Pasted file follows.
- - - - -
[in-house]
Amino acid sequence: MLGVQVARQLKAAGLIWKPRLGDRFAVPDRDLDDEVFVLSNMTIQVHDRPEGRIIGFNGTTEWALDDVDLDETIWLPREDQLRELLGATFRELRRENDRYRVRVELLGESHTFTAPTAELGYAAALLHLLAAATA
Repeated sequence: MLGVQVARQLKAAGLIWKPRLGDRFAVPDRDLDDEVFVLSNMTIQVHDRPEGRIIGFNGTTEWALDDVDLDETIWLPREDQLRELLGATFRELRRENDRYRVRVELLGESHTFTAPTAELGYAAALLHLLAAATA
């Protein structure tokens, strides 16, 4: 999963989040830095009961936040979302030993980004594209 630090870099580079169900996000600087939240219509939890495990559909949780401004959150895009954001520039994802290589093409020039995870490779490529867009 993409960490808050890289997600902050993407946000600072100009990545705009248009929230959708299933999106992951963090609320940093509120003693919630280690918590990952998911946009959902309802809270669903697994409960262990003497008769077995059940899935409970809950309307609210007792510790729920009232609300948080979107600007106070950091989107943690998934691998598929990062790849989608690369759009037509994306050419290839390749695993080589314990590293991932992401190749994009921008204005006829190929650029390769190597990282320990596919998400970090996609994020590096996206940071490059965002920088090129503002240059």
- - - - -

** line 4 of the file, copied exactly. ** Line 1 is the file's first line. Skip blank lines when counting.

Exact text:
């Protein structure tokens, strides 16, 4: 999963989040830095009961936040979302030993980004594209 630090870099580079169900996000600087939240219509939890495990559909949780401004959150895009954001520039994802290589093409020039995870490779490529867009 993409960490808050890289997600902050993407946000600072100009990545705009248009929230959708299933999106992951963090609320940093509120003693919630280690918590990952998911946009959902309802809270669903697994409960262990003497008769077995059940899935409970809950309307609210007792510790729920009232609300948080979107600007106070950091989107943690998934691998598929990062790849989608690369759009037509994306050419290839390749695993080589314990590293991932992401190749994009921008204005006829190929650029390769190597990282320990596919998400970090996609994020590096996206940071490059965002920088090129503002240059």